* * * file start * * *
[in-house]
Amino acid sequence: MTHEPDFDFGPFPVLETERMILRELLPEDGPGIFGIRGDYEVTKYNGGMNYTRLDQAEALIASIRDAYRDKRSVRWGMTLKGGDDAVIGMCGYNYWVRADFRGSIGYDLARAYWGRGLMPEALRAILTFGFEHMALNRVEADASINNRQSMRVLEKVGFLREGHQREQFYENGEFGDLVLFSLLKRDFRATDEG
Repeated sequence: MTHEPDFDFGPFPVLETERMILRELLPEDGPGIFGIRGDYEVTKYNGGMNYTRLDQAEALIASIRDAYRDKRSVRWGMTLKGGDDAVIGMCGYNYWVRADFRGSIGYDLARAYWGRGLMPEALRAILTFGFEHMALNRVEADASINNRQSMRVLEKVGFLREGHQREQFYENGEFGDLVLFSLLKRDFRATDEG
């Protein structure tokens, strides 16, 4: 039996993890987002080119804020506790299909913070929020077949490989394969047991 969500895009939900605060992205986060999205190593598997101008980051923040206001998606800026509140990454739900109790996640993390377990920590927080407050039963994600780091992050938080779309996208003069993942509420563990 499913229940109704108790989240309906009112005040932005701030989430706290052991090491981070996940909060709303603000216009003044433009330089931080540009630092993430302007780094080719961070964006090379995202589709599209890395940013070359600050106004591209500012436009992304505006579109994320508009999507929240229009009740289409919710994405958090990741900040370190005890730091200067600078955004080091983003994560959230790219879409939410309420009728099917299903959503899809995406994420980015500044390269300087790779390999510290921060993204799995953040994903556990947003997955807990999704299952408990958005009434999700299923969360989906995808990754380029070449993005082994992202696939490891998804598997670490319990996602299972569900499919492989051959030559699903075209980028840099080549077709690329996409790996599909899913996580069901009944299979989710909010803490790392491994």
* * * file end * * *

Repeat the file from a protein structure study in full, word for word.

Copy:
[in-house]
Amino acid sequence: MTHEPDFDFGPFPVLETERMILRELLPEDGPGIFGIRGDYEVTKYNGGMNYTRLDQAEALIASIRDAYRDKRSVRWGMTLKGGDDAVIGMCGYNYWVRADFRGSIGYDLARAYWGRGLMPEALRAILTFGFEHMALNRVEADASINNRQSMRVLEKVGFLREGHQREQFYENGEFGDLVLFSLLKRDFRATDEG
Repeated sequence: MTHEPDFDFGPFPVLETERMILRELLPEDGPGIFGIRGDYEVTKYNGGMNYTRLDQAEALIASIRDAYRDKRSVRWGMTLKGGDDAVIGMCGYNYWVRADFRGSIGYDLARAYWGRGLMPEALRAILTFGFEHMALNRVEADASINNRQSMRVLEKVGFLREGHQREQFYENGEFGDLVLFSLLKRDFRATDEG
């Protein structure tokens, strides 16, 4: 039996993890987002080119804020506790299909913070929020077949490989394969047991 969500895009939900605060992205986060999205190593598997101008980051923040206001998606800026509140990454739900109790996640993390377990920590927080407050039963994600780091992050938080779309996208003069993942509420563990 499913229940109704108790989240309906009112005040932005701030989430706290052991090491981070996940909060709303603000216009003044433009330089931080540009630092993430302007780094080719961070964006090379995202589709599209890395940013070359600050106004591209500012436009992304505006579109994320508009999507929240229009009740289409919710994405958090990741900040370190005890730091200067600078955004080091983003994560959230790219879409939410309420009728099917299903959503899809995406994420980015500044390269300087790779390999510290921060993204799995953040994903556990947003997955807990999704299952408990958005009434999700299923969360989906995808990754380029070449993005082994992202696939490891998804598997670490319990996602299972569900499919492989051959030559699903075209980028840099080549077709690329996409790996599909899913996580069901009944299979989710909010803490790392491994």